• Florida
        • Mel Martinez (R) replaces Bob Graham (D). Graham’s record on immigration was poor. During the campaign, Martinez supported “free and fair” trade. He is likely to support efforts to protect farming interests by keeping the supply of cheap illegal farm workers abundant.
      • Georgia
        • Rep. Johnny Isakson (R) replaces Zell Miller (D). Miller’s record on immigration was very good. He was an original sponsor of legislation to encourage state and local police cooperation in immigration enforcement. As a House member, Isakson was an active member of the House Immigration Reform Caucus, supported state and local participation in immigration enforcement, and opposed amnesty.
      • Illinois
        • Barack Obama (D) replaces Peter Fitzgerald (R). Fitzgerald’s record on immigration was poor. During the campaign, Obama is reported to have supported welfare and Medicaid benefits for legal immigrants.
      • Louisiana
        • Rep. David Vitter (R) replaces John Breaux (D). Breaux’s record on immigration was moderate to good. As a House member, Vitter was an active member of the House Immigration Reform Caucus, supported state/local participation in immigration enforcement, and requiring federal contractors to verify the work eligibility of employees using the electronic worker verification system.
      • North Carolina
        • Rep. Richard Burr (R) replaces John Edwards (D). Edwards’ record on immigration was poor. As a House member, Burr supported legislation to implement the recommendations of the 9/11 Commission, including identification security, border protection, and immigration law enforcement provisions. He also opposed bank acceptance of unverifiable consular identification documents and social security benefits for illegal aliens.
      • Oklahoma
        • Tom Coburn (R) replaces Don Nickles (R). Nickles’ record on immigration was moderate to poor. Coburn retired from the House in 2000 after three terms as promised in a term limit pledge he made in 1994. As a House member he voted in favor of securing the borders using military resources, opposed amnesty, opposed birthright citizenship, and chain migration. However, he supported increases in the H-1B foreign high tech worker program and opposed mandatory worker eligibility verification.
      • South Carolina
        • Rep. Jim DeMint (R) replaces Ernest Hollings (D). Hollings’ record on immigration was excellent. As a House member DeMint supported legislation to implement the recommendations of the 9/11 Commission including provisions on identification security, border protection, and immigration enforcement. He also voted against bank acceptance of unverifiable consular identification documents, social security benefits for illegal aliens and amnesty.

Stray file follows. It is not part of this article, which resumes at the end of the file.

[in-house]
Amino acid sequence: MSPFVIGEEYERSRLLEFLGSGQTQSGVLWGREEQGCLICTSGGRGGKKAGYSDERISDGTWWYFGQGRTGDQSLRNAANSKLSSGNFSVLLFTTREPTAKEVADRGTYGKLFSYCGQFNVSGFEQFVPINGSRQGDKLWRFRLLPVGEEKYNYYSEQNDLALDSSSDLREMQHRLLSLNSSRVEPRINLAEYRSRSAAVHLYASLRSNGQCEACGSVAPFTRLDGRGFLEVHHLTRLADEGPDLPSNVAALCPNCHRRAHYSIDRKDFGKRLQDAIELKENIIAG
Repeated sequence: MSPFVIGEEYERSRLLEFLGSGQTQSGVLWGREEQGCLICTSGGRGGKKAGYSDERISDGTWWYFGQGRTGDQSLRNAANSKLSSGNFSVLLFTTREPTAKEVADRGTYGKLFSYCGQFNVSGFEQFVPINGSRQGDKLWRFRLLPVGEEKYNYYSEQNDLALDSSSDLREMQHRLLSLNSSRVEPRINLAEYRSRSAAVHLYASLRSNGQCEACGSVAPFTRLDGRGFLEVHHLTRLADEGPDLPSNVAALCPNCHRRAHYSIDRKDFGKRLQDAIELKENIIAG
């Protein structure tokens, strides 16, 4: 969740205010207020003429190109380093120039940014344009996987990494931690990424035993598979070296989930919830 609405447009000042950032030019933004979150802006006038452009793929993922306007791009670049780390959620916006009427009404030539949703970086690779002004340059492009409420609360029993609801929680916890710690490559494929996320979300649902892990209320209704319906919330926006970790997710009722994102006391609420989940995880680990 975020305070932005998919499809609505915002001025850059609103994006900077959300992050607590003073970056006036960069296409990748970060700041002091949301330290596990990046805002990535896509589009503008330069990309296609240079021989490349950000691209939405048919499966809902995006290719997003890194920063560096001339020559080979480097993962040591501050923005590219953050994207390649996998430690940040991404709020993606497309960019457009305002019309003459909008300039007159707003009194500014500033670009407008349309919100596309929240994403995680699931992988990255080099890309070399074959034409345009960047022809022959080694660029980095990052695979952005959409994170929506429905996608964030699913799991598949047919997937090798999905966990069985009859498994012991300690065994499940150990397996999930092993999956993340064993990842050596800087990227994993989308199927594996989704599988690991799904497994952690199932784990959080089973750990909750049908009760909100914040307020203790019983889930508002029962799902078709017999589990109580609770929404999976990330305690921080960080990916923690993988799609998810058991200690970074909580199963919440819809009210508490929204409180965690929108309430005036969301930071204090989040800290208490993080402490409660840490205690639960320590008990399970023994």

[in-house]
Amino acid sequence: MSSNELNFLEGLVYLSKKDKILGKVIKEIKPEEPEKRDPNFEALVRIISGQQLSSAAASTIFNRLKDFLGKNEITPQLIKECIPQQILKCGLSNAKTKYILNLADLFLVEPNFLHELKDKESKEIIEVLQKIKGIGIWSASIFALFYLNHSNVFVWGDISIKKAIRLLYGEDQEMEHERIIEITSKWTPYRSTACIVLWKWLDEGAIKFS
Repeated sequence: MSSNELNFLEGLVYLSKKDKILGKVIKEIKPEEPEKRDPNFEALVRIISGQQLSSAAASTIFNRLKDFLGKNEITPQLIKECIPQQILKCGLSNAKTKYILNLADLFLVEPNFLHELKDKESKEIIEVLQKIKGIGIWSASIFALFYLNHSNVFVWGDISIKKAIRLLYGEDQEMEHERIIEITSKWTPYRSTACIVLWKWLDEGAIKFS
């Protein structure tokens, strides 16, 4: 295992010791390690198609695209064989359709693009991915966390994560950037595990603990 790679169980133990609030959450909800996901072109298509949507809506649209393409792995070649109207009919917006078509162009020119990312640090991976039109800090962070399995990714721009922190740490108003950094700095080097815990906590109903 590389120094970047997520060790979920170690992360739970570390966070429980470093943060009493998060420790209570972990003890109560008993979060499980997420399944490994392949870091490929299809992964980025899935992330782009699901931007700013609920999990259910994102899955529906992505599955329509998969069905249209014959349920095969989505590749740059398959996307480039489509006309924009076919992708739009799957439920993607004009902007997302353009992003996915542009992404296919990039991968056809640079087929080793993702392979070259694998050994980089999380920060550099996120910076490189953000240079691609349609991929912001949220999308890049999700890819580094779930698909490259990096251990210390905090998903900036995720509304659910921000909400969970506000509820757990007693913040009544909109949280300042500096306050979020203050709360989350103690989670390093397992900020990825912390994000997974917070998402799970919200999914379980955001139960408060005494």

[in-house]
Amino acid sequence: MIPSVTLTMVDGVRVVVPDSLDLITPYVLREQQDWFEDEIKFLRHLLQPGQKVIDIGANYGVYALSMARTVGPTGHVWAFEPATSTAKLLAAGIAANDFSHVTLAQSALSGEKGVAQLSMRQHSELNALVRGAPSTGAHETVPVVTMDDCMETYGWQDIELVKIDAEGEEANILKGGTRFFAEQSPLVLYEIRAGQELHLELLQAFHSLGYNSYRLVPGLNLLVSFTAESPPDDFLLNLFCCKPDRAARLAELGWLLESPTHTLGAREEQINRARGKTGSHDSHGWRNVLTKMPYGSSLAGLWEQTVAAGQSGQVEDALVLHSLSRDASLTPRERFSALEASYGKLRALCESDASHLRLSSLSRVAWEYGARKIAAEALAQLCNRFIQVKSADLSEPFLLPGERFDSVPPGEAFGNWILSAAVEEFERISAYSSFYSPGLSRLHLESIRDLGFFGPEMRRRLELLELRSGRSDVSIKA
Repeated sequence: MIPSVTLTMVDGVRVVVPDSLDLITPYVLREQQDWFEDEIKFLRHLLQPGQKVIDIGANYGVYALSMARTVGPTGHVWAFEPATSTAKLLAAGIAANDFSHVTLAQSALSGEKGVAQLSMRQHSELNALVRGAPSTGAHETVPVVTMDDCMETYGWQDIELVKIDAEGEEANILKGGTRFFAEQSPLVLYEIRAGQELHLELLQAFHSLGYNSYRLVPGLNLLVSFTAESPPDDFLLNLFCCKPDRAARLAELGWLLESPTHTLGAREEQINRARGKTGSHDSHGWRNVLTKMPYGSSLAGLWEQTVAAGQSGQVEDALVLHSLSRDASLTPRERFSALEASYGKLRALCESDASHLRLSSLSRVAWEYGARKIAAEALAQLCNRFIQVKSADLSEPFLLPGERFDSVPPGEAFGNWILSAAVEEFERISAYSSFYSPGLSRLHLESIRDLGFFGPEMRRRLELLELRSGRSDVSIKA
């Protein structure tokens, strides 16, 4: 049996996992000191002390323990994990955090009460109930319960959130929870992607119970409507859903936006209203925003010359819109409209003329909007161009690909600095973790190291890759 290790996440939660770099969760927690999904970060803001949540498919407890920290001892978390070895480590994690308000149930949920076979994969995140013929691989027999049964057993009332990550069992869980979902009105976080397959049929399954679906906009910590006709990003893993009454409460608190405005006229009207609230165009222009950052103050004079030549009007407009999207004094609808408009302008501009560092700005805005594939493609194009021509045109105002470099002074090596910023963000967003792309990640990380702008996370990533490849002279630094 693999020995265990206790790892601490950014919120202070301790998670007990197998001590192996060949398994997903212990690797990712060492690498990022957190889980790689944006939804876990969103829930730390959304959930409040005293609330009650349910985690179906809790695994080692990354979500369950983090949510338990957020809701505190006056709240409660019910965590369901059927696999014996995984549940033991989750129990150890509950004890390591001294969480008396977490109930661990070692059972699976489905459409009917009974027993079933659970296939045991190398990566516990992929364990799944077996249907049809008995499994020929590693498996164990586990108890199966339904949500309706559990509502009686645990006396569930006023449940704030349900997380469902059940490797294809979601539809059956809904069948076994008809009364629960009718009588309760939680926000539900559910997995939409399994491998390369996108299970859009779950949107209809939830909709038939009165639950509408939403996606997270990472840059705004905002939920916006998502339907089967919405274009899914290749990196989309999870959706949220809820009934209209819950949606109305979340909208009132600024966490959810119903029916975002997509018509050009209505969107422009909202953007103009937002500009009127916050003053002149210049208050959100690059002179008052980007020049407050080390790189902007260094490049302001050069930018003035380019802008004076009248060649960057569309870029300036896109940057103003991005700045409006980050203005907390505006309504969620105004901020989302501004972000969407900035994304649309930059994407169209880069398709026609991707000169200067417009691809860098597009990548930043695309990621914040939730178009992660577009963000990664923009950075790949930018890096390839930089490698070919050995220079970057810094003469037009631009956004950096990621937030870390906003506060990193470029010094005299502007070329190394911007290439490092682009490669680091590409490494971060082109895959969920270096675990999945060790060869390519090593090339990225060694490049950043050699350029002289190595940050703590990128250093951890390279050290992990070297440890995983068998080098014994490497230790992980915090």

• South Dakota
        • John Thune (R) replaces Tom Daschle (D). Daschle’s record on immigration was poor. Thune gave up his House seat in an unsuccessful run for the Senate two years ago. As a House member, he voted against amnesty.
  • House Freshman (by state)
    • California (two seats)
      • Dan Lungren (R) replaces Doug Ose (R). Ose’s record on immigration was poor. Lungren served in the House during the 1980s on the Judiciary Committee and is seeking to rejoin that committee. His record on immigration was moderate.
      • Jim Costa (D) replaces Cal Dooley (D). Dooley’s record on immigration was poor. During the campaign, Costa called for implementation of the 9/11 Commission recommendation and improved border security. However, he was an ally of recalled Governor Gray Davis (who signed legislation giving driver’s licenses to illegal aliens) during his tenure in California Assembly.
    • Colorado
      • John Salazar (D) replaces Scott McInnis (R). McInnis’ record on immigration was poor. Salazar is the brother of Senator-elect Ken Salazar. By background, Salazar is a farmer and can be expected to sympathize with demands for a continued abundance of cheap foreign farm labor.
    • Florida (two seats)
      • Connie Mack, IV (R) replaces Porter Goss (R). Goss’ record on immigration was excellent. Mack campaigned on a theme that national security would be his top priority.
      • Debbie Wasserman Schultz (D) replaces Peter Deutsch (D). Deutsch’s record on immigration was poor. There is no evidence that Wasserman Schultz will embrace immigration reform.
    • Georgia (four seats)
      • Cynthia McKinney (D) replaces Denise Majette (D). Majette’s record on immigration was poor. McKinney is a former House member who was defeated for reelection in a primary two years ago. During her tenure in the House her record on immigration was poor.
      • Tom Price (R) replaces Johnny Isakson (R). Isakson’s record on immigration issues was excellent. Price faced only nominal opposition during the campaign, but voiced his strong commitment to ending chain migration and vigorously supported state/local cooperation with federal immigration enforcement authorities. In addition, he is opposed to amnesty, birthright citizenship, and large scale importation of foreign workers.
      • Lynn Westmoreland (R) replaces Mac Collins (R). Collins was an active member of the House Immigration Reform Caucus and his record on immigration was good to excellent. Westmoreland campaigned on a homeland security theme advocating steps to combat the terrorist threat and border security.